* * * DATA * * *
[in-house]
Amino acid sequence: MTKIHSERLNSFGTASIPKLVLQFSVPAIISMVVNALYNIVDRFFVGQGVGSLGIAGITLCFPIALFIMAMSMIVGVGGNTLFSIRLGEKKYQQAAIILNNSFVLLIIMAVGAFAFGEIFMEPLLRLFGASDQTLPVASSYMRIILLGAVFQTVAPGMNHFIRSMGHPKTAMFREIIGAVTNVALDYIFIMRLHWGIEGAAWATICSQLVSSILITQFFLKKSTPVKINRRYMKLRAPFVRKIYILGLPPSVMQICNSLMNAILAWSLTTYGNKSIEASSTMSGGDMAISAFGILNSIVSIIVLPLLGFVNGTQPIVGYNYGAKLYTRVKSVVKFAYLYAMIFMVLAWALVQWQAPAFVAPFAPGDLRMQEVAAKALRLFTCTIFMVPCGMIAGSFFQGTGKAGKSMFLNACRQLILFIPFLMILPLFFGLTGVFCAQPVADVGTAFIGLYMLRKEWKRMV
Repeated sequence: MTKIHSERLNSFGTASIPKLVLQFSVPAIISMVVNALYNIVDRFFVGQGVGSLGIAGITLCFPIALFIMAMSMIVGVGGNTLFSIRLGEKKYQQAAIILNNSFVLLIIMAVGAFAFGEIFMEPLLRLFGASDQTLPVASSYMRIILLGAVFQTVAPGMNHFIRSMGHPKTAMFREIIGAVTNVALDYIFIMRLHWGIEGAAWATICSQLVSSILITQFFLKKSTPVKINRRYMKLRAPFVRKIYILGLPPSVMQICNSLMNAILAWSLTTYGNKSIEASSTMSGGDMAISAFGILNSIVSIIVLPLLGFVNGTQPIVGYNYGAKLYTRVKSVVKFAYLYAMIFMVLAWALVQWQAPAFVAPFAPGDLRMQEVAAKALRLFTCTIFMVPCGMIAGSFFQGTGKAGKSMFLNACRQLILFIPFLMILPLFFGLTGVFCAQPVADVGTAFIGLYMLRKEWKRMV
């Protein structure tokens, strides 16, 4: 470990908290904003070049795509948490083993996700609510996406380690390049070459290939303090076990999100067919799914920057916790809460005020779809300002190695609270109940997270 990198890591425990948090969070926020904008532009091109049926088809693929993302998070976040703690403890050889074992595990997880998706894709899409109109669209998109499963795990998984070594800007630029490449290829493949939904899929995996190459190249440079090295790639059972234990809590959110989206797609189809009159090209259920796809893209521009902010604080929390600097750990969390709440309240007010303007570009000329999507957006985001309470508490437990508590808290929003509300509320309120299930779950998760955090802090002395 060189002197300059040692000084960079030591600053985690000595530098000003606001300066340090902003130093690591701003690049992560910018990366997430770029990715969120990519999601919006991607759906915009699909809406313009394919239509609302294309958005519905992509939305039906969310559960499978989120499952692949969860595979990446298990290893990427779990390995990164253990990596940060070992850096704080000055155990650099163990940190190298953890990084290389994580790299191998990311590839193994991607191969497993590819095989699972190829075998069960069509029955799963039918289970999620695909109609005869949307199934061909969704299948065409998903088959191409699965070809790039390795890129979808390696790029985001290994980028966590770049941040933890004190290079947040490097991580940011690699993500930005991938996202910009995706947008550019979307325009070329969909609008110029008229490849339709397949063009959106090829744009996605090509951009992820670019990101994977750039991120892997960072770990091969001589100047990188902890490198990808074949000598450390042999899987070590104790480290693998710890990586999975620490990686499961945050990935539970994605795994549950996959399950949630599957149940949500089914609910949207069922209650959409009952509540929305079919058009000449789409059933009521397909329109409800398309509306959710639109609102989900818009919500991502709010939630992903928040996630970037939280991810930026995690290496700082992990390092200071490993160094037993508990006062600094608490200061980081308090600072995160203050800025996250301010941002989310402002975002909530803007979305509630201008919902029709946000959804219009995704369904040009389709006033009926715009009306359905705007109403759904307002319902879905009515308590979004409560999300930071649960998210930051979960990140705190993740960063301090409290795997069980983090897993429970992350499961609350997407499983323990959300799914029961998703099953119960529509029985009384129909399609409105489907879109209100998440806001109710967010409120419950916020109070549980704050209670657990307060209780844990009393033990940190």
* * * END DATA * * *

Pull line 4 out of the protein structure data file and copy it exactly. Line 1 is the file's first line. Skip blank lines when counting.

């Protein structure tokens, strides 16, 4: 470990908290904003070049795509948490083993996700609510996406380690390049070459290939303090076990999100067919799914920057916790809460005020779809300002190695609270109940997270 990198890591425990948090969070926020904008532009091109049926088809693929993302998070976040703690403890050889074992595990997880998706894709899409109109669209998109499963795990998984070594800007630029490449290829493949939904899929995996190459190249440079090295790639059972234990809590959110989206797609189809009159090209259920796809893209521009902010604080929390600097750990969390709440309240007010303007570009000329999507957006985001309470508490437990508590808290929003509300509320309120299930779950998760955090802090002395 060189002197300059040692000084960079030591600053985690000595530098000003606001300066340090902003130093690591701003690049992560910018990366997430770029990715969120990519999601919006991607759906915009699909809406313009394919239509609302294309958005519905992509939305039906969310559960499978989120499952692949969860595979990446298990290893990427779990390995990164253990990596940060070992850096704080000055155990650099163990940190190298953890990084290389994580790299191998990311590839193994991607191969497993590819095989699972190829075998069960069509029955799963039918289970999620695909109609005869949307199934061909969704299948065409998903088959191409699965070809790039390795890129979808390696790029985001290994980028966590770049941040933890004190290079947040490097991580940011690699993500930005991938996202910009995706947008550019979307325009070329969909609008110029008229490849339709397949063009959106090829744009996605090509951009992820670019990101994977750039991120892997960072770990091969001589100047990188902890490198990808074949000598450390042999899987070590104790480290693998710890990586999975620490990686499961945050990935539970994605795994549950996959399950949630599957149940949500089914609910949207069922209650959409009952509540929305079919058009000449789409059933009521397909329109409800398309509306959710639109609102989900818009919500991502709010939630992903928040996630970037939280991810930026995690290496700082992990390092200071490993160094037993508990006062600094608490200061980081308090600072995160203050800025996250301010941002989310402002975002909530803007979305509630201008919902029709946000959804219009995704369904040009389709006033009926715009009306359905705007109403759904307002319902879905009515308590979004409560999300930071649960998210930051979960990140705190993740960063301090409290795997069980983090897993429970992350499961609350997407499983323990959300799914029961998703099953119960529509029985009384129909399609409105489907879109209100998440806001109710967010409120419950916020109070549980704050209670657990307060209780844990009393033990940190």